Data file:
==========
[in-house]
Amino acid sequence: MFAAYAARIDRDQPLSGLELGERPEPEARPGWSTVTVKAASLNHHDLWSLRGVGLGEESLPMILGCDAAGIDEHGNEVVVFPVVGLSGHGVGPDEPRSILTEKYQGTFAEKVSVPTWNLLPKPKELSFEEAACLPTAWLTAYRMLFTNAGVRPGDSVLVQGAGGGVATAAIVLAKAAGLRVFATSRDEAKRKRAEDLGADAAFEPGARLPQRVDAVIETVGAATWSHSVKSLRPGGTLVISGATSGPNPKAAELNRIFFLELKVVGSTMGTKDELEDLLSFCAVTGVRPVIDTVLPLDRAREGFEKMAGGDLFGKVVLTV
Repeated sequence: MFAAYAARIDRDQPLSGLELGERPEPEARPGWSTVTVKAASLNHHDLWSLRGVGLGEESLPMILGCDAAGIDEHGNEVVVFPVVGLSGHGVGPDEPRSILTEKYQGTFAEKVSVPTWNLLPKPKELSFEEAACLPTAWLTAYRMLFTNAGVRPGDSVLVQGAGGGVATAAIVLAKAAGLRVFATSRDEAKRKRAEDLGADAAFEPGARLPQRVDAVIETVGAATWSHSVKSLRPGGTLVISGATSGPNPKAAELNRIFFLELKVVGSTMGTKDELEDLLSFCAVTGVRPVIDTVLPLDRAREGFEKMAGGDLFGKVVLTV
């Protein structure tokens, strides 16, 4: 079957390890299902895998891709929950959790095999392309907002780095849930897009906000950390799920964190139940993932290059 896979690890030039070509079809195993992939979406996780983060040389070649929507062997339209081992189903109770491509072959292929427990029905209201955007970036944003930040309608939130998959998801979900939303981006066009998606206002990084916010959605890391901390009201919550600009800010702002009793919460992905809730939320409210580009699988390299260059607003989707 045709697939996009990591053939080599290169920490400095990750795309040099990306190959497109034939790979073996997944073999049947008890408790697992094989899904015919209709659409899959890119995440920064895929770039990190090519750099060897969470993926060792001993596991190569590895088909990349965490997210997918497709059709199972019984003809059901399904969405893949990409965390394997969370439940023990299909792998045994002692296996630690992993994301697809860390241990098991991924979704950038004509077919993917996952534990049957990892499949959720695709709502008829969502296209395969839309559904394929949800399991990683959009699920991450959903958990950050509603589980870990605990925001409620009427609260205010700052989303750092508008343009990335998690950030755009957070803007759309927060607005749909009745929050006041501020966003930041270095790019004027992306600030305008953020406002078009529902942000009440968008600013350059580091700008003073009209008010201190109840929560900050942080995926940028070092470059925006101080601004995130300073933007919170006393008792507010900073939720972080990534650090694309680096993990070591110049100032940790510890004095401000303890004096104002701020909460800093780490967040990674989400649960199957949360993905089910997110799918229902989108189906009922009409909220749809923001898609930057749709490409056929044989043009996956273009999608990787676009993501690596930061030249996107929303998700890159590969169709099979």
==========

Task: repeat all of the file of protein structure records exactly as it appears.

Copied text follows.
[in-house]
Amino acid sequence: MFAAYAARIDRDQPLSGLELGERPEPEARPGWSTVTVKAASLNHHDLWSLRGVGLGEESLPMILGCDAAGIDEHGNEVVVFPVVGLSGHGVGPDEPRSILTEKYQGTFAEKVSVPTWNLLPKPKELSFEEAACLPTAWLTAYRMLFTNAGVRPGDSVLVQGAGGGVATAAIVLAKAAGLRVFATSRDEAKRKRAEDLGADAAFEPGARLPQRVDAVIETVGAATWSHSVKSLRPGGTLVISGATSGPNPKAAELNRIFFLELKVVGSTMGTKDELEDLLSFCAVTGVRPVIDTVLPLDRAREGFEKMAGGDLFGKVVLTV
Repeated sequence: MFAAYAARIDRDQPLSGLELGERPEPEARPGWSTVTVKAASLNHHDLWSLRGVGLGEESLPMILGCDAAGIDEHGNEVVVFPVVGLSGHGVGPDEPRSILTEKYQGTFAEKVSVPTWNLLPKPKELSFEEAACLPTAWLTAYRMLFTNAGVRPGDSVLVQGAGGGVATAAIVLAKAAGLRVFATSRDEAKRKRAEDLGADAAFEPGARLPQRVDAVIETVGAATWSHSVKSLRPGGTLVISGATSGPNPKAAELNRIFFLELKVVGSTMGTKDELEDLLSFCAVTGVRPVIDTVLPLDRAREGFEKMAGGDLFGKVVLTV
């Protein structure tokens, strides 16, 4: 079957390890299902895998891709929950959790095999392309907002780095849930897009906000950390799920964190139940993932290059 896979690890030039070509079809195993992939979406996780983060040389070649929507062997339209081992189903109770491509072959292929427990029905209201955007970036944003930040309608939130998959998801979900939303981006066009998606206002990084916010959605890391901390009201919550600009800010702002009793919460992905809730939320409210580009699988390299260059607003989707 045709697939996009990591053939080599290169920490400095990750795309040099990306190959497109034939790979073996997944073999049947008890408790697992094989899904015919209709659409899959890119995440920064895929770039990190090519750099060897969470993926060792001993596991190569590895088909990349965490997210997918497709059709199972019984003809059901399904969405893949990409965390394997969370439940023990299909792998045994002692296996630690992993994301697809860390241990098991991924979704950038004509077919993917996952534990049957990892499949959720695709709502008829969502296209395969839309559904394929949800399991990683959009699920991450959903958990950050509603589980870990605990925001409620009427609260205010700052989303750092508008343009990335998690950030755009957070803007759309927060607005749909009745929050006041501020966003930041270095790019004027992306600030305008953020406002078009529902942000009440968008600013350059580091700008003073009209008010201190109840929560900050942080995926940028070092470059925006101080601004995130300073933007919170006393008792507010900073939720972080990534650090694309680096993990070591110049100032940790510890004095401000303890004096104002701020909460800093780490967040990674989400649960199957949360993905089910997110799918229902989108189906009922009409909220749809923001898609930057749709490409056929044989043009996956273009999608990787676009993501690596930061030249996107929303998700890159590969169709099979």